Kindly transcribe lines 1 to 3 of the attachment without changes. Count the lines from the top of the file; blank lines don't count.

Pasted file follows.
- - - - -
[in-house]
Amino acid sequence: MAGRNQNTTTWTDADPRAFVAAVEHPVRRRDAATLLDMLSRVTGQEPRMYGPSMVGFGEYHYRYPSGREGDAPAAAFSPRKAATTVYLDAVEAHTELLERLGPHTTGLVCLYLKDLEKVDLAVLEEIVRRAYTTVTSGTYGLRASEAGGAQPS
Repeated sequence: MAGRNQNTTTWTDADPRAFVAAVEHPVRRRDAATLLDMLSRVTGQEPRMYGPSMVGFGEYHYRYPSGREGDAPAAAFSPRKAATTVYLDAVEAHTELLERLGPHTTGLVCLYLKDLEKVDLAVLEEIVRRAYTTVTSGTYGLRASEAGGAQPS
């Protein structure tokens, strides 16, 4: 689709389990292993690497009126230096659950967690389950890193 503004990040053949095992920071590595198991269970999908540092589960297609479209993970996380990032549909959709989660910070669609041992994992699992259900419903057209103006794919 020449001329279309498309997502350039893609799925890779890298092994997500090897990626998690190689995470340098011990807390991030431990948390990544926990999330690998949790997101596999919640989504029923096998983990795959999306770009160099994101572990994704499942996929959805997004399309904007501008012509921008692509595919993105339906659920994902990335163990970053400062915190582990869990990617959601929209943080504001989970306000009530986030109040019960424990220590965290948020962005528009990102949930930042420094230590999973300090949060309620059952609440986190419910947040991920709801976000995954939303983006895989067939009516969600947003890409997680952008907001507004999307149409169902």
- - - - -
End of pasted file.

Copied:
[in-house]
Amino acid sequence: MAGRNQNTTTWTDADPRAFVAAVEHPVRRRDAATLLDMLSRVTGQEPRMYGPSMVGFGEYHYRYPSGREGDAPAAAFSPRKAATTVYLDAVEAHTELLERLGPHTTGLVCLYLKDLEKVDLAVLEEIVRRAYTTVTSGTYGLRASEAGGAQPS
Repeated sequence: MAGRNQNTTTWTDADPRAFVAAVEHPVRRRDAATLLDMLSRVTGQEPRMYGPSMVGFGEYHYRYPSGREGDAPAAAFSPRKAATTVYLDAVEAHTELLERLGPHTTGLVCLYLKDLEKVDLAVLEEIVRRAYTTVTSGTYGLRASEAGGAQPS